Tuesday, August 03, 2010


Dijkstra's algorithm is a well known algorithm for solving the single-source shortest path problem in a graph. It is a "global" pathfinding algorithm, in that it will find the optimal solution to all the other nodes in the graph (provided the graph has no negative cost edges or cycles). Unfortunately the algorithm is not very easy to run in parallel.

The algorithm requires two lists, a visited list, and a pending list, and an array of the current distances to each node, plus the precursors.

In essence the algorithm begins at a starting node, and all other nodes are added to a 'pending' list. The distances are initialised to 'infinite'. We begin at the starting node that has been specified.

1. From this node we calculate the distance to each neighbouring node. If the distance is less than the current record, we update the distance measurement (cost of getting to current node plus cost to get to neighbour node), and update the precursor to the neighbour node to be the present node.

2. From all nodes, the node with the minimum distance on the pending list is selected as the next node to visit. This new node is then added to the visited list and removed from the pending list..

It's quite simple, but an animation will really help get the point across:

In code, the algorithm is as follows:
(This code stores the graph in the "dist" array, with dist[i][j] representing an edge cost between i and j. If it contains '0' then there is no connection).

The initial loop sets the distances to infinity. The first inner loop finds the minimum cost node, the second inner loop updates the distances based on the current node.
The minimum distance to each node from the starting node is stored in the 'd' array. The visited array is used to record which nodes have already been processed.
void dijkstra(int s) {        
    int i, k, mini;         
    int visited[GRAPHSIZE];         
//initialize all distances to infinite, and set the visited nodes to none.              
    for (i = 1; i <= n; ++i) {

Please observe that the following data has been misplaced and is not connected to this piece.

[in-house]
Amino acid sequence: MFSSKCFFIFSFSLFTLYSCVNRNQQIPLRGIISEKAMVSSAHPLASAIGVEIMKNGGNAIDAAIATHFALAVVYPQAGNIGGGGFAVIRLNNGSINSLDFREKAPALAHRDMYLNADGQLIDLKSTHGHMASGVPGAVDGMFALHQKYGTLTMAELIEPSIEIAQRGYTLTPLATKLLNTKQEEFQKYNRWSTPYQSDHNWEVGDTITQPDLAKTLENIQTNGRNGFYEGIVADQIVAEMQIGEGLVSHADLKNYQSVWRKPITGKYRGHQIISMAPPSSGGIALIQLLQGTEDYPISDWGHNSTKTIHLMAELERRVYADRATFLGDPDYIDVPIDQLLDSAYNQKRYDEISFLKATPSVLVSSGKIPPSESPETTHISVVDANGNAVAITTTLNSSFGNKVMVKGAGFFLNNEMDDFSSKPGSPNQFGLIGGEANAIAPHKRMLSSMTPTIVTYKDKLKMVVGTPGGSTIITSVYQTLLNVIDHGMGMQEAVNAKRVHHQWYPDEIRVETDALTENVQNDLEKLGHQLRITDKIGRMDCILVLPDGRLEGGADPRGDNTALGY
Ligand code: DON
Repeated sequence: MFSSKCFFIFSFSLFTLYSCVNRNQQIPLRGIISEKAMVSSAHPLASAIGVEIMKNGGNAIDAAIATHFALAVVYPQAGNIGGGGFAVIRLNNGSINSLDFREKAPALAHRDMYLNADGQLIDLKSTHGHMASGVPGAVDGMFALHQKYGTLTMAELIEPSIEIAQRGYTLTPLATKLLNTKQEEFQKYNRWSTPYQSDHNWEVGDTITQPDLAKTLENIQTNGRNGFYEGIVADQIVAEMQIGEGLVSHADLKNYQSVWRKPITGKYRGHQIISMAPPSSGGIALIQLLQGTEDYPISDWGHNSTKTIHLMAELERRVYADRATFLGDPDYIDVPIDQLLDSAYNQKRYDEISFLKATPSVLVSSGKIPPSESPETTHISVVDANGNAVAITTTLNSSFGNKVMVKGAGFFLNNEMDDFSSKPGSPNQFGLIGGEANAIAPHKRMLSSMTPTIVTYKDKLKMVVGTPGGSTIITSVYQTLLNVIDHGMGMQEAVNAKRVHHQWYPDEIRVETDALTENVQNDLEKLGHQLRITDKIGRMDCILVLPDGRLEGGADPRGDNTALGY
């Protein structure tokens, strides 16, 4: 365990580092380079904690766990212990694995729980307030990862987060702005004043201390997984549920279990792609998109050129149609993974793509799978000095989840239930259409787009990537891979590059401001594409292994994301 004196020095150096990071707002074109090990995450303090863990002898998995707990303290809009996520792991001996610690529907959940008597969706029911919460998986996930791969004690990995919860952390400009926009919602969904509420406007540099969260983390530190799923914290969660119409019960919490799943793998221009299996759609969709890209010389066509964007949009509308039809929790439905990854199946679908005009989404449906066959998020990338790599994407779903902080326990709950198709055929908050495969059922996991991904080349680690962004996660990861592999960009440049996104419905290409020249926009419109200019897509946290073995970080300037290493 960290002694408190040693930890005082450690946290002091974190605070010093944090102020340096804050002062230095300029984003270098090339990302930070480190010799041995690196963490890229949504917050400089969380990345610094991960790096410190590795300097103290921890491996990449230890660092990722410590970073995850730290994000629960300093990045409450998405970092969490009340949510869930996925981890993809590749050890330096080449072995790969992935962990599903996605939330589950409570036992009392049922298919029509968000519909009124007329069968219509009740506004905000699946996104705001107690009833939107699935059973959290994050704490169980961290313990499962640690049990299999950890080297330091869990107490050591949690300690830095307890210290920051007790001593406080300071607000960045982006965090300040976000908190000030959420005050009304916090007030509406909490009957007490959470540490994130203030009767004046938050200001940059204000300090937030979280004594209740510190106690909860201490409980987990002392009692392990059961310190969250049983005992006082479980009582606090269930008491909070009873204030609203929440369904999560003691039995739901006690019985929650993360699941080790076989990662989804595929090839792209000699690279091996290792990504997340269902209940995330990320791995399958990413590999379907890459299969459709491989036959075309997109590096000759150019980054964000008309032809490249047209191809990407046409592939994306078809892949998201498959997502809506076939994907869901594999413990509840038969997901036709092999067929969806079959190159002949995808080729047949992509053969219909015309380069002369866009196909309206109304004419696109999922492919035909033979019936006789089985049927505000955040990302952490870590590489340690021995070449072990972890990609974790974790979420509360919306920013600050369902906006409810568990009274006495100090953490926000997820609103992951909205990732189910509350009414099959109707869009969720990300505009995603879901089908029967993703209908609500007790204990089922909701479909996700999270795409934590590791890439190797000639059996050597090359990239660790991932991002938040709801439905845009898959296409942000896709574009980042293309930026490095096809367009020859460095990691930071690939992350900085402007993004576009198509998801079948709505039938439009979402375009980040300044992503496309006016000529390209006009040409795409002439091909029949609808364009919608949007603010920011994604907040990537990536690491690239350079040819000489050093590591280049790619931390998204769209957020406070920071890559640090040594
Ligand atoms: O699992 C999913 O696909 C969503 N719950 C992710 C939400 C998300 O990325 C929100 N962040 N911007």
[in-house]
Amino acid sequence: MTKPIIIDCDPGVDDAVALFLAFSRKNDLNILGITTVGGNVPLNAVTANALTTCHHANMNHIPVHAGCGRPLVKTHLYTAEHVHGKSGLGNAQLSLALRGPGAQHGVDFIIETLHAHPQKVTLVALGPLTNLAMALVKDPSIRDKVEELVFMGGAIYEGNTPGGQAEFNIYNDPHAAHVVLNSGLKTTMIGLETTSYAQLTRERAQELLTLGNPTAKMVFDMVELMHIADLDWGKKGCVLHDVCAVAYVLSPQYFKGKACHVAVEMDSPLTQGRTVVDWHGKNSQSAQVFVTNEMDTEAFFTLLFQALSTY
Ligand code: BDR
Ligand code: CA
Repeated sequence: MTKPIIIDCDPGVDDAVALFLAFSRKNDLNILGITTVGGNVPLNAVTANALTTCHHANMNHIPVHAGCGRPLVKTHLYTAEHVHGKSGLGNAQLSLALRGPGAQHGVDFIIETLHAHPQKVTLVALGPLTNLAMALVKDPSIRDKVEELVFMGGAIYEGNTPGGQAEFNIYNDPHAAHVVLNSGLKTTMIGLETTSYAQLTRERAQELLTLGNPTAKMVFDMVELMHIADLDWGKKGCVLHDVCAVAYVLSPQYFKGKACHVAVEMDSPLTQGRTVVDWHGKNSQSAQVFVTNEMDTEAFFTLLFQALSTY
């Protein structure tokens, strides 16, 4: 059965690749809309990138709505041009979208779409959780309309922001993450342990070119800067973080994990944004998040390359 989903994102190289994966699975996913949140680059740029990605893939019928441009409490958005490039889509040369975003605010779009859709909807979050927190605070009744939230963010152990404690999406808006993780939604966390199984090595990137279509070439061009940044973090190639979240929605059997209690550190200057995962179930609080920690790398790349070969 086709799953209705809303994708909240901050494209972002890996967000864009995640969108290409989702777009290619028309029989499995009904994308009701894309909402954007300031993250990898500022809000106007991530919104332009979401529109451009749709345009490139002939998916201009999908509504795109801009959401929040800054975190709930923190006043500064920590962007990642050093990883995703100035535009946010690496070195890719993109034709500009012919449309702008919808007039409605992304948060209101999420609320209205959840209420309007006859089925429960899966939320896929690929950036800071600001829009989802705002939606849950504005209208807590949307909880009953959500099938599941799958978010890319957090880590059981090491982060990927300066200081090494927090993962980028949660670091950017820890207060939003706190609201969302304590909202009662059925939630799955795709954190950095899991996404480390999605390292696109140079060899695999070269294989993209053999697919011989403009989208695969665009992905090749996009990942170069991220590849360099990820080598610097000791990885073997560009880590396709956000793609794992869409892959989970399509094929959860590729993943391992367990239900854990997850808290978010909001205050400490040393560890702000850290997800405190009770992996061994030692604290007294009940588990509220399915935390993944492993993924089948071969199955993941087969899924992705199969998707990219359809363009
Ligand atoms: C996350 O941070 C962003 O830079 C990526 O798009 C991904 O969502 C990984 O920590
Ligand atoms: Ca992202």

d[i] = INFINITY; visited[i] = 0; 
//set the distance to the starting node 's' to zero 
    d[s] = 0; 
//outer loop - iterate through all nodes 
    for (k = 1; k <= n; ++k) {                
//find the minimum cost node 
//if the node has not been visited, and the minimum cost node is not initialised, 
//then set the minimum cost node to the current node 
//if the distance to the current node is less than the current minimum,
//then update the minimum 
     mini = -1;                 
     for (i = 1; i <= n; ++i)                      
          if (!visited[i]&&((mini==-1)||(d[i]<[mini])))                                        
          mini = i; 
//now we have the current minimum node, set it to visited 
     visited[mini] = 1; //visit node               
//for each node, if there is a valid edge between the current minimum node 
//then calculate the cost to visit this neighbour node via the current node.
//if the cost is less than the current record of minimum costs, update the minimum cost.
     for (i = 1; i <= n; ++i)                               
        if (dist[mini][i]) //update distances                                    
        if (d[mini] + dist[mini][i] < d[i])                                                        
              d[i] = d[mini] + dist[mini][i];         
In future blog posts I'll look at the A* algorithm, a parallel reduction for Dijkstra and some SIMD/GPU/CUDA optimisations for an 8-connected Dijkstra.

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